Breaking with tradition

Melissa Stagnaro

If my aunt, Sister Kathleen, were here right now, she’d probably slap my hand with her ruler. And I’d totally deserve it. You se, I fell of the Lenten wagon.

Now, don’t jump to the conclusion. I didn’t break down and buy any books, as tempting as that is. I’ve still stayed faithful to that Lenten vow. My transgression came during lunch, when I ordered – and polished off – a cheeseburger. That’s right. I ate meat on Friday. I know, I’m a bad Catholic. But I assure you, there were extenuating circumstances. Because today was the end of Friday Lunch as we know it.

Friday Lunch. I remember well the end of my first work week at the paper, when I was indoctrinated into this, perhaps the longest standing of Evening Sun traditions. Or at least one of the few we’re free to talk about in public.

At precisely 12:30 p.m. each Friday, the Evening Sun staff embarks en masse for our weekly lunch date. New staffers learn early – and usually the hard way – not to infringe on this sacred tradition. We need that time, you see, to relax and regroup after a busy week and prepare ourselves for all the news that is yet to come.

In the summer, these sometime lengthy repasts typically take place on the deck at Canasawacta Country Club. The rest of the year, Fred’s Inn is our Friday home, where our favorite waitress Patty is always eager to cater to our every whim.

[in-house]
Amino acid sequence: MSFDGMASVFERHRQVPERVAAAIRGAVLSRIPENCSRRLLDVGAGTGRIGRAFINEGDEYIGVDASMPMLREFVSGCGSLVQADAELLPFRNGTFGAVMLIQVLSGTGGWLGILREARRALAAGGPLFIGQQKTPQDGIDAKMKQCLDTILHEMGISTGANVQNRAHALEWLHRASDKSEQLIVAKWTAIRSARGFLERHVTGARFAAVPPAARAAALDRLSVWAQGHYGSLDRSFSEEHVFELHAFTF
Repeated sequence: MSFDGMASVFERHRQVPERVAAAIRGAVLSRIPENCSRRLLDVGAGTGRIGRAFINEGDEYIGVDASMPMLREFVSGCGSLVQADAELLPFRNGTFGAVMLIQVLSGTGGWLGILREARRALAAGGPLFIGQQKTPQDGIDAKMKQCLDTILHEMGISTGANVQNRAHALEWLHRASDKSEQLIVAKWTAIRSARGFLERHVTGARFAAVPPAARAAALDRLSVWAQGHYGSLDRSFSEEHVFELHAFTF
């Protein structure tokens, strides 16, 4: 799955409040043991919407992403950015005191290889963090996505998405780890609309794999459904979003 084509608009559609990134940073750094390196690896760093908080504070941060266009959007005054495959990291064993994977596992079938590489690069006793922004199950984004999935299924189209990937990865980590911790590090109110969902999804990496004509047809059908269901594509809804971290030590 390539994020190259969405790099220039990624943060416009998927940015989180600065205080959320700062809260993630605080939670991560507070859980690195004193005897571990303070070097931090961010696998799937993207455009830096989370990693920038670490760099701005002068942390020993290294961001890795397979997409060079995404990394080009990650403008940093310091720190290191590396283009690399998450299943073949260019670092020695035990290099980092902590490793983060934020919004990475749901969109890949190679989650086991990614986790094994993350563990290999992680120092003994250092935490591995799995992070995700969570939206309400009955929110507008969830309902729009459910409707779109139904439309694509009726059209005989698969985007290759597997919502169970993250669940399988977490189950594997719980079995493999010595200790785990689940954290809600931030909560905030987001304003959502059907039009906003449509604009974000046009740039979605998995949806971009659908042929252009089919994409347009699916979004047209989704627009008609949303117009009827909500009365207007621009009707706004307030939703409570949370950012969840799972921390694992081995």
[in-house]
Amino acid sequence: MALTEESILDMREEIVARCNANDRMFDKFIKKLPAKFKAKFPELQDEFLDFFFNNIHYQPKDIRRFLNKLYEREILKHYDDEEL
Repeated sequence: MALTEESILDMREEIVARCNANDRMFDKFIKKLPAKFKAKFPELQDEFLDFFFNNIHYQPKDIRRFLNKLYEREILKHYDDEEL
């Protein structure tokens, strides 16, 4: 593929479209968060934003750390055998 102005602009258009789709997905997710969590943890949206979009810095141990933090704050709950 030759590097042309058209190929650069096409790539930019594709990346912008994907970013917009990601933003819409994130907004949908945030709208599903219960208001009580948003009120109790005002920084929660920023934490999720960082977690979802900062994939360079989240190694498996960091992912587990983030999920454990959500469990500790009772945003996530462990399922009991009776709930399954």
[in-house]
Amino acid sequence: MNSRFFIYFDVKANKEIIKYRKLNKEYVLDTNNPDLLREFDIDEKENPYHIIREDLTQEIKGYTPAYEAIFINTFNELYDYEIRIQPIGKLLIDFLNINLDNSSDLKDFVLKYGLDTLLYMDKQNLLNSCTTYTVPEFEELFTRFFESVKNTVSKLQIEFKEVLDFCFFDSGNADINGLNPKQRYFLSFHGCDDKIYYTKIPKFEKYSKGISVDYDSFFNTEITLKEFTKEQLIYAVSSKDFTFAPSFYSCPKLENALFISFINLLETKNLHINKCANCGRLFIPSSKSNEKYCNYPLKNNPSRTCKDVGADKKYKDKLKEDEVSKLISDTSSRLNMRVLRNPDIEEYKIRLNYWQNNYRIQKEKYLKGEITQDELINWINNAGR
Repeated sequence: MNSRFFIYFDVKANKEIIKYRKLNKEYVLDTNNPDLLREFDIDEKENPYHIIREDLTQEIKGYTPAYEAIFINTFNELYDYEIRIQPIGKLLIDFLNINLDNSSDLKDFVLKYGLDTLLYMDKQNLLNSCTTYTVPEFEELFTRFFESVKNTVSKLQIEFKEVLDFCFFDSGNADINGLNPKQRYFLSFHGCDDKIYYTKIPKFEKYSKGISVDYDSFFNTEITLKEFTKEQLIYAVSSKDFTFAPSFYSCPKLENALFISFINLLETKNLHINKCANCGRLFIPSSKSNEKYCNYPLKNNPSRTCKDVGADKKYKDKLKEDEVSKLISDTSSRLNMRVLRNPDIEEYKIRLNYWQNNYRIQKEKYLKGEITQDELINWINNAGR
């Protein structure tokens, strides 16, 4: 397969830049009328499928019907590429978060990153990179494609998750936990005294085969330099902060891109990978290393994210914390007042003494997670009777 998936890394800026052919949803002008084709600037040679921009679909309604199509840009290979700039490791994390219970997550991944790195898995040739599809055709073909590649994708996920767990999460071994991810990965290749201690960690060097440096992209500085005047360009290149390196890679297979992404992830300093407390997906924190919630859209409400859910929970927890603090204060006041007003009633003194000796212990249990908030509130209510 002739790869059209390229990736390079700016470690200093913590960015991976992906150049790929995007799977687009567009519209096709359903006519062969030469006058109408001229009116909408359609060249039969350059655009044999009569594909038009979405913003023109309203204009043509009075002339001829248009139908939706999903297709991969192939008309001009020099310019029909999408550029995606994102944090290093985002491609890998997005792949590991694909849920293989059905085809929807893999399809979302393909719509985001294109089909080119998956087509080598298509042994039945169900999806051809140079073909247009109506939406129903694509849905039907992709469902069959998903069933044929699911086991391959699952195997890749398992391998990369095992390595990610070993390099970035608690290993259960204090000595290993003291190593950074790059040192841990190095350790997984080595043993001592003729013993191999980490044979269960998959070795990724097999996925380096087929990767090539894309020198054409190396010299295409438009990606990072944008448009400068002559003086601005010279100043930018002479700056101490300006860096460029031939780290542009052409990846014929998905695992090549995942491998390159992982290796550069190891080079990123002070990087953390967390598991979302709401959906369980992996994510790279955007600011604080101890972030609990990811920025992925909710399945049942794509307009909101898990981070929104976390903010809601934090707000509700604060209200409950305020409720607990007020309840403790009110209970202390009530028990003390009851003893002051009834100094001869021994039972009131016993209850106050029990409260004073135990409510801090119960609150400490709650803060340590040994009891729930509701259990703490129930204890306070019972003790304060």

But that wasn’t the case today. Oh, we made our way to Fred’s as usual, but this time Patty wasn’t there to greet us.

We’d heard rumors and rumblings over the last week or two, that she was no longer in the restaurant’s employ, but none of us wanted to believe it. But today, as we were handed menus by a new waitress (the admittedly very pleasant Honey), we knew it to be true. Michelle, long a staple behind the bar at Fred’s, confirmed it for us.

It’s hard to wrap my head around the fact that Patty won’t be a part of our Friday Lunches any more. You see, she never had to ask what we were eating or drinking. She just knew. (No, she wasn’t clairvoyant. We’re just creatures of habit.)

Seeing one tradition disappear into dust, I broke another. Jeff suggested that I give something else up for Lent in addition to the ban on buying books, as penance, I guess.

But maybe giving up Friday Lunches with Patty is enough of a penance. Unfortunately, we’ll all be stuck with it even after these 40 days are up.

Bye, Patty. We’ll miss you.

Friday Lunch just won’t be the same without you.

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